constant choice GTM

Setup a Trigger

A trigger is basically a prompt with conditions applied to tell GTM when to fire your events. On the same left menu we've been using, choose "Triggers", then click the "New" button at the top. From the list of trigger types, choose the "Just Links" type. To configure this trigger, name it for what it does. If this is specific to a link that goes to a website, maybe call it "link to XYZ website" so you can remember what it does. Then choose the "Some link clicks" radio button and enter in conditions. Here's where our built in variables are used. Most of the time for links, this list is all you'll need. We'll use the Click URL one and enter in the link to look for.

just links trigger

Setup a Tag

In this last step, we'll configure a tag to run based on the previous trigger we've setup. Again, on the left menu, choose "Tags" and click the "New" button at the top. Under tag configuration, choose universal analytics. Use the following options as a baseline guide. You can of course customize these to your liking.

  • Track Type: Event
  • Category: Outbound Links
  • Action: {{Click URL}}
  • Label: {{Page URL}}
  • Value: {{Click text}}
  • Non Interaction Hit: False

Finally, under "Enable overriding settings in this tag", choose the {{GA code}} variable we setup earlier. 

Configure the tag triggers

In the bottom area of the tag configuration window, choose the trigger we've setup previously so that when we click on that specific link, it'll record the above information we want to track based on the tag configuration.

GTM tag configuration

Testing our configuration

  1. Click on the "Preview" button (located on the top right hand corner, right next to the "Publish" button.)
  2. Now visit any page on your site (in the same browser) and you should be able to see the "Google Tag Manager" console appear at the bottom of the page since you're logged in to your GTM profile while in preview mode.
  3. To check if the events are working, click on the link you've setup. Links opening in both a new window and not will be able to be tracked without issue. If the event is working, you'll see the tag move from the "not fired" to the "fired" section in the GTM console.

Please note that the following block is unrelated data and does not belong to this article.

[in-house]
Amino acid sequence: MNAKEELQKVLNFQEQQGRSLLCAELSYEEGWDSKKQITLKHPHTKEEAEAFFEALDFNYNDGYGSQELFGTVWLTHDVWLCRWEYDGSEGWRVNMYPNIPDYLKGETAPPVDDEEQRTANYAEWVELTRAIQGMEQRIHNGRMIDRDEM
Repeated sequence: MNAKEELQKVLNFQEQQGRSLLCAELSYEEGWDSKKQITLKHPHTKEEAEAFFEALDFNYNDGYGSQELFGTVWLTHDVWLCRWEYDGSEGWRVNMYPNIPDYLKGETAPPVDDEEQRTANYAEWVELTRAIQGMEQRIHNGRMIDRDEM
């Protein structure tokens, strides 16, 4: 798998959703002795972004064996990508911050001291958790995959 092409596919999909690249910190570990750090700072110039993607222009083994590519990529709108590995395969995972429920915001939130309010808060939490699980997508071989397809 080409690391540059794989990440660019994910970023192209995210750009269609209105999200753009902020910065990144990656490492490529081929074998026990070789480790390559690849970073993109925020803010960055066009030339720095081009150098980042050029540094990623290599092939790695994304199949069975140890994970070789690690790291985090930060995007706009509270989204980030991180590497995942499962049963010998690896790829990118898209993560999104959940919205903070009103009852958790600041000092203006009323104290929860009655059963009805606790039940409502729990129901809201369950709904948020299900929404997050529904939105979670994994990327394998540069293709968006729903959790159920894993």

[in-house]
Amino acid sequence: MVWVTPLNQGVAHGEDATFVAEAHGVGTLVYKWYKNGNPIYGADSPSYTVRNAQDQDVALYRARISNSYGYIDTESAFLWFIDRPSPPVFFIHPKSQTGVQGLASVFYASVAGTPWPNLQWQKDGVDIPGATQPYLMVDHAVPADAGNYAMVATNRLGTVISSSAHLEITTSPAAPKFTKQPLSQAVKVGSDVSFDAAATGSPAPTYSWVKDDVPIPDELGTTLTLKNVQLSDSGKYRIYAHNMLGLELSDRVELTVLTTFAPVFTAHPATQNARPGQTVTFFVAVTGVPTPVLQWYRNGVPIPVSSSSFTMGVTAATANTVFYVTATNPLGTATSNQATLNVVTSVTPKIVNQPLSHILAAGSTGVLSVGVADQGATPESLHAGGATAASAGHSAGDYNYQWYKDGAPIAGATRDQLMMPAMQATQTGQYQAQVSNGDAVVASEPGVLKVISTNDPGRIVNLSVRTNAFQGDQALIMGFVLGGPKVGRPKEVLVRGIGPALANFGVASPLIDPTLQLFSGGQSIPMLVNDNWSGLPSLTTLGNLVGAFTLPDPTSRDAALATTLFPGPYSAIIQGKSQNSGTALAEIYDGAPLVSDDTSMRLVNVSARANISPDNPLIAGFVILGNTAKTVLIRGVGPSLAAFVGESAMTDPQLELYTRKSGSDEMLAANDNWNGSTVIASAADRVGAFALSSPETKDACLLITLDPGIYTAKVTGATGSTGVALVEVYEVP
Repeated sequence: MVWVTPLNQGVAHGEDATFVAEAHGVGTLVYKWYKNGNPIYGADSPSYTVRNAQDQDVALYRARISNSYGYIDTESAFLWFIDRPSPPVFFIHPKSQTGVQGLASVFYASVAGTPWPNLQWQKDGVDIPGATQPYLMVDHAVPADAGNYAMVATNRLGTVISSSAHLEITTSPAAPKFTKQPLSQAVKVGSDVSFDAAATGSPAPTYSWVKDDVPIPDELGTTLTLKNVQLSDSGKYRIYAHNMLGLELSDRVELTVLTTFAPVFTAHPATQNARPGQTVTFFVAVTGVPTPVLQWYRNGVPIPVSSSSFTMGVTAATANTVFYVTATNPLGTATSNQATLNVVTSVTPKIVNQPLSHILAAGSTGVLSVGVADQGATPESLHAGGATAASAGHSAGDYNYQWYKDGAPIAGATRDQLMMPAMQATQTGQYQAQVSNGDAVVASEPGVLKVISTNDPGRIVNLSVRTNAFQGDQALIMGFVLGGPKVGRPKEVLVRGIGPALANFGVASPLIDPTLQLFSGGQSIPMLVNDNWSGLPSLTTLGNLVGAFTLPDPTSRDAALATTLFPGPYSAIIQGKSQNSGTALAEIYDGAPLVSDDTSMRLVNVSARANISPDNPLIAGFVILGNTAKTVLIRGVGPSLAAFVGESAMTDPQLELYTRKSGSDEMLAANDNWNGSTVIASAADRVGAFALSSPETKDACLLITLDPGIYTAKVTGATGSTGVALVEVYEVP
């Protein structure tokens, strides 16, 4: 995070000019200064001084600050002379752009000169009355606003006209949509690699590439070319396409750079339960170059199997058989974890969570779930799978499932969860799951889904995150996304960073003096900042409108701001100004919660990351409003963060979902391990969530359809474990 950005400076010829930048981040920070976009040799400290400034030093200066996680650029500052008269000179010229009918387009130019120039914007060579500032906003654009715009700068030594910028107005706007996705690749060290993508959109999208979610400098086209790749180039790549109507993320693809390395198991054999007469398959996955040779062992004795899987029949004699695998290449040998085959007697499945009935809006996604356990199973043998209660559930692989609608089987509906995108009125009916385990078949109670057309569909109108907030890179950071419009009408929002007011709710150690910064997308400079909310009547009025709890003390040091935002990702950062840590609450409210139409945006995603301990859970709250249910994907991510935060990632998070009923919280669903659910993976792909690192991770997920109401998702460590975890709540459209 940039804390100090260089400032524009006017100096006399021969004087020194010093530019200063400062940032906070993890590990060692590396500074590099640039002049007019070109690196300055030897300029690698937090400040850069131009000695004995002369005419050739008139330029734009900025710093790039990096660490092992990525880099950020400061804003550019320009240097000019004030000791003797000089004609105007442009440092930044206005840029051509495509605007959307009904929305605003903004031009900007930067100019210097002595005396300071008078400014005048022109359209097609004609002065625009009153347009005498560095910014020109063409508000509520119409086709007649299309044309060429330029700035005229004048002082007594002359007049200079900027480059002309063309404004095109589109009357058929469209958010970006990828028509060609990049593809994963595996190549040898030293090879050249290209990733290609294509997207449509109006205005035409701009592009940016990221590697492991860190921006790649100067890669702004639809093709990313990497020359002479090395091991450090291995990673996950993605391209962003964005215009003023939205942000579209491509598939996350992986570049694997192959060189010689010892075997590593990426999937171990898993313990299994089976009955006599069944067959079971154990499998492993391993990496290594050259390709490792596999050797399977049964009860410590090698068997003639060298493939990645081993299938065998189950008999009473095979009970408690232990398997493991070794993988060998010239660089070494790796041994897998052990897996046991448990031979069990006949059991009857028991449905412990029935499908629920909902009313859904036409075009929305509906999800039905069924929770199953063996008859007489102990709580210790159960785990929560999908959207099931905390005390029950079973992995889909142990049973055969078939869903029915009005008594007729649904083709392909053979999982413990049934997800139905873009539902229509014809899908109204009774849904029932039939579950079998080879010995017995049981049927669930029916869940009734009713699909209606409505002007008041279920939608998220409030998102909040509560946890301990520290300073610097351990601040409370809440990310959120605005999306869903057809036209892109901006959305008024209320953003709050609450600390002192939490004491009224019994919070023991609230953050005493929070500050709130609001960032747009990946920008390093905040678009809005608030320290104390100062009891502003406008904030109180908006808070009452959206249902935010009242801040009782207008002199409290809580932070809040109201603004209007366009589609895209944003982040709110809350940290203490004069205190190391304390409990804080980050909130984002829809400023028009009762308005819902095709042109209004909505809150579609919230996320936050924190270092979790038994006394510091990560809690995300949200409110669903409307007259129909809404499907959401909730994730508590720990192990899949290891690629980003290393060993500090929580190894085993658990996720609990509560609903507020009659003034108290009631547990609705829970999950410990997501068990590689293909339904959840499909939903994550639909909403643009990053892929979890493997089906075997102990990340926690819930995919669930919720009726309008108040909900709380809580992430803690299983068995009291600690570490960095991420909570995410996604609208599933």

GTM Preview console

Publish the Changes

Once you've confirmed the events are working, you need to publish your work by clicking on the "Submit" button at the top right. You will be asked to add a name and description. This is kind of like providing a message for version control when committing some changes so we have some historical reference of activity. Once done, click the "Publish" button.

All your outbound link clicks will now be recorded in Google Analytics. Remember that you need to click Submit and Publish each time you make changes to anything. There is only a single Submit and Publish button for all changes. Check under the "Versions" tab to see a record of all changes that have been made.

Confirming events from Google Analytics

To see your events from the perspective of your analytics account, login to your GA account and proceed with the following steps:

  1. Click on Real-time > Events from the left panel.
  2. Go to your site and click on the link that has the event setup for it. 
  3. Within seconds, you'll see the event appear on this page. It will look similar to the following image containing the data we've configured to capture.

GA realtime events chart

Conclusion

Tracking of custom events is quickly becoming a standard requirement for most sites. Rather than trouble yourself with having to implement this via code, try and explore Google Tag Manage as your solution. It can do more than we've covered in this post so it's a worthwhile endeavor to learn. It perhaps gets overlooked due to it's deceiving name but once you understand what it does, you can leverage it as much as you do with Google Analytics itself.